Former Jarmulowsky Bank

54-58 Canal Street;
Rouse & Goldstone, 1912; redesign: William F. Coates, 1933|

Sender Jarmulowsky, an immigrant financier, established a bank in an existing building on this site in 1873, but replaced it with this 12-story Beaux-Arts tower in 1912. The building features a rusticated limestone base, terra cotta ornament and, until the 1990s, a domed temple-like cupola on top, which was a defining element of the Lower East Side skyline. The bank served neighborhood residents until it was forced to close in 1914 after being unable to meet patrons’ withdrawal demands at the outbreak of World War I. As federal insurance for banks did not exist yet, the economic burden of its closure fell on depositors, and a riot broke out in the street. The Former Jarmulowsky Bank is a designated New York City Individual Landmark.

Orchard Street between Delancey Street and Canal Street

97 Orchard, architect unknown, 1863-64;
14-16 and 47 Orchard Street,  Herter Brothers, 1887|

Named for a grove of fruit trees on the DeLancey estate that comprised much of this area, Orchard Street is characterized by its tenements and history as a commercial thoroughfare, hosting many prosperous shops and street vendors. The five-story pre-law tenement at number 97 was purchased by the Lower East Side Tenement Museum in 1988 to interpret the history of immigration to the area. It is estimated that roughly 7,500 people from 25 countries resided in the building until it was sealed due to non-compliance with City housing codes in 1935. The six-story, red brick, Queen-Anne-style Old Law tenement at number 14-16 features a fanciful cornice and terra-cotta Stars of David, a feature shared by its sister building at number 47. 97 Orchard is listed on the State and National Register of Historic Places.

Carnegie Libraries

Tompkins Square Branch, 331 East 10th Street, McKim, Mead & White, 1904;
Rivington Branch, 61-63 Rivington Street, McKim, Mead & White, 1905;
Seward Park Branch, 192 East Broadway, Babb, Cook & Welch, 1909;
Chatham Square Branch, 33 East Broadway, McKim, Mead & White, 1903|

Businessman Andrew Carnegie funded the construction of 67 libraries in New York City between 1901 and 1929, and commissioned prominent architects to design them. Of the 57 still standing, four are located in the East Village and Lower East Side. Three of these were designed by McKim, Mead & White in the Classical Revival style: the Rivington, Chatham Square and Tompkins Square Branches. The Rivington Branch was the first library in the city to incorporate an open-air rooftop reading room, a feature that others soon copied. The Chatham Square and Tompkins Square Branches are grander, with arched window openings, columns and fanciful carvings. The Seward Park Branch was designed by the same architects responsible for Carnegie’s mansion on Fifth Avenue, and the two red brick and limestone, Renaissance Revival buildings bear a striking resemblance. The Tompkins Square Branch, Seward Park Branch, and Chatham Square Branch are all designated New York City Individual Landmarks. Tompkins Square Branch is located in the East Village/ Lower East Side Historic District.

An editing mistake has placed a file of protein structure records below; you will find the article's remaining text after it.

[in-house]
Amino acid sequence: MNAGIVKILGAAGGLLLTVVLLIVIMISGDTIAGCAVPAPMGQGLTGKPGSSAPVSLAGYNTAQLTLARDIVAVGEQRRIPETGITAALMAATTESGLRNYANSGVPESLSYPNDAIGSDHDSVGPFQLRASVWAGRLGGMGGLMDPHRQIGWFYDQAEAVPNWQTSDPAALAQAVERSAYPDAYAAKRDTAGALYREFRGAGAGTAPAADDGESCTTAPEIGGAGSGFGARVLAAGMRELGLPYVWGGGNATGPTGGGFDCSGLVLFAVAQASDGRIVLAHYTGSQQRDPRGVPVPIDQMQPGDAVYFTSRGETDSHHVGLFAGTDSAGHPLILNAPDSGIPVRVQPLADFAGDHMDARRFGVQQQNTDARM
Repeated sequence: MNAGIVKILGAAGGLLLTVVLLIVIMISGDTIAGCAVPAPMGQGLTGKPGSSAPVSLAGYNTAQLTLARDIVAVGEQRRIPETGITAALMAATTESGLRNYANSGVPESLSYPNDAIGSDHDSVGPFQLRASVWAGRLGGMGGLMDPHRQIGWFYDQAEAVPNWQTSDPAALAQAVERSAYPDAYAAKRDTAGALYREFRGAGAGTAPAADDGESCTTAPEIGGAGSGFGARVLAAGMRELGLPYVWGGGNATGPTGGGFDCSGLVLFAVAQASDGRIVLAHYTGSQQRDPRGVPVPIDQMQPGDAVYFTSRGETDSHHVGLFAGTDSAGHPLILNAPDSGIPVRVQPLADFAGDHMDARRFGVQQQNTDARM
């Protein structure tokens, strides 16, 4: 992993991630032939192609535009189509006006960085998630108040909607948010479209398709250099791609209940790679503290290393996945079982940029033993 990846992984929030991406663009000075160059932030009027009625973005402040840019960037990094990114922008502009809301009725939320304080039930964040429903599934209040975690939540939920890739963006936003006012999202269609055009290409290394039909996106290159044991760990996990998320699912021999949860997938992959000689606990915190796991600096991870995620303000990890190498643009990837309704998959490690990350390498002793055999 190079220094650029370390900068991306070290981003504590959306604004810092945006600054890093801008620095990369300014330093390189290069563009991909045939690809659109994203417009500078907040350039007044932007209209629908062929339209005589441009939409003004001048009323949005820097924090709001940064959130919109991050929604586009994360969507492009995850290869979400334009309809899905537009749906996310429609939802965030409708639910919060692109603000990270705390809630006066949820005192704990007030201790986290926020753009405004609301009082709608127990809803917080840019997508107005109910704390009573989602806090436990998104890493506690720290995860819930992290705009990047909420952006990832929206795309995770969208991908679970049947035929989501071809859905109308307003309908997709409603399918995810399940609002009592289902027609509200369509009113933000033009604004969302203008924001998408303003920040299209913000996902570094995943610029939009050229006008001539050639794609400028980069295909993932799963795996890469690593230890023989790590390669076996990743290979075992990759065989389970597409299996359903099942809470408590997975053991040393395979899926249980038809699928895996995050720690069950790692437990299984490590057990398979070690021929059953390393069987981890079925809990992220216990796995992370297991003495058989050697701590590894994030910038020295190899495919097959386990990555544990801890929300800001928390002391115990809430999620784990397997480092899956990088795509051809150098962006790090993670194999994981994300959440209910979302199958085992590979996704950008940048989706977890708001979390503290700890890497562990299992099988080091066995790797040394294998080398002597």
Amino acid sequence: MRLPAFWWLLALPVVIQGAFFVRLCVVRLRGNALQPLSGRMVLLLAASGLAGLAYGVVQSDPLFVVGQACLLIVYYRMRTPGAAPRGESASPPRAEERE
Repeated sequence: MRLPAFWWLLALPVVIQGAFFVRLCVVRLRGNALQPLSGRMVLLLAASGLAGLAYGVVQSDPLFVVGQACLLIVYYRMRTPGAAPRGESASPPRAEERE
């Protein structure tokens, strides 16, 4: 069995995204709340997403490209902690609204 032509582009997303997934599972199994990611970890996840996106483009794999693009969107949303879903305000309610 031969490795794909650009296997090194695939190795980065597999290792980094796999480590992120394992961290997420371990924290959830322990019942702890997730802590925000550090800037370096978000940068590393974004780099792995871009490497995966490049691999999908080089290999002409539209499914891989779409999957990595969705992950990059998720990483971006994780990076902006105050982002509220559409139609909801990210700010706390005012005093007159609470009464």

Noted Lower East Side Synagogues

Former Congregation Anshe Chesed, 172-176 Norfolk Street , Alexander Saeltzer, 1849-50 – NYCIL;
Former Congregation Rodeph Sholom, 8-10 Clinton Street, 1853;
Kehila Kedosha Janina Synagogue, 280 Broome Street, Sydney Daub, 1927-28 – NYCIL;
Former Eldridge Street Synagogue, 12 Eldridge Street, Herter Brothers, 1886-87 – NYCIL|

Anshe Chesed and Rodeph Sholom are respectively the oldest and second oldest surviving synagogue buildings in the city, and some of the oldest in the country. Both were constructed for German Jewish congregations in German architectural styles: Gothic Revival and Rundbogenstil (“round-arch style”), and feature red brick, central staircases and symmetrical façades with recessed central sections and square towers. Kehila Kedosha Janina Synagogue is the only Greek Synagogue in New York and the only synagogue of Romaniote Jews in the Western Hemisphere. The Eldridge Street Synagogue was America’s first major house of worship built by Eastern European Orthodox Jews. The yellow brick building features Moorish and Romanesque details and rich ornament. At its peak in the early 20th century, the synagogue hosted as many as 1,000 worshippers at services, but was forced to close in the mid-20th century when the area’s Jewish population began to dwindle. In 1986, the Eldridge Street Project funded a large-scale restoration of the building, which was repurposed as a museum. The Former Congregation Anshe Chesed,Kehila Kedosha Janina Synagogue and the Former Eldridge Street Synagogue are all designated New York City Individual Landmarks.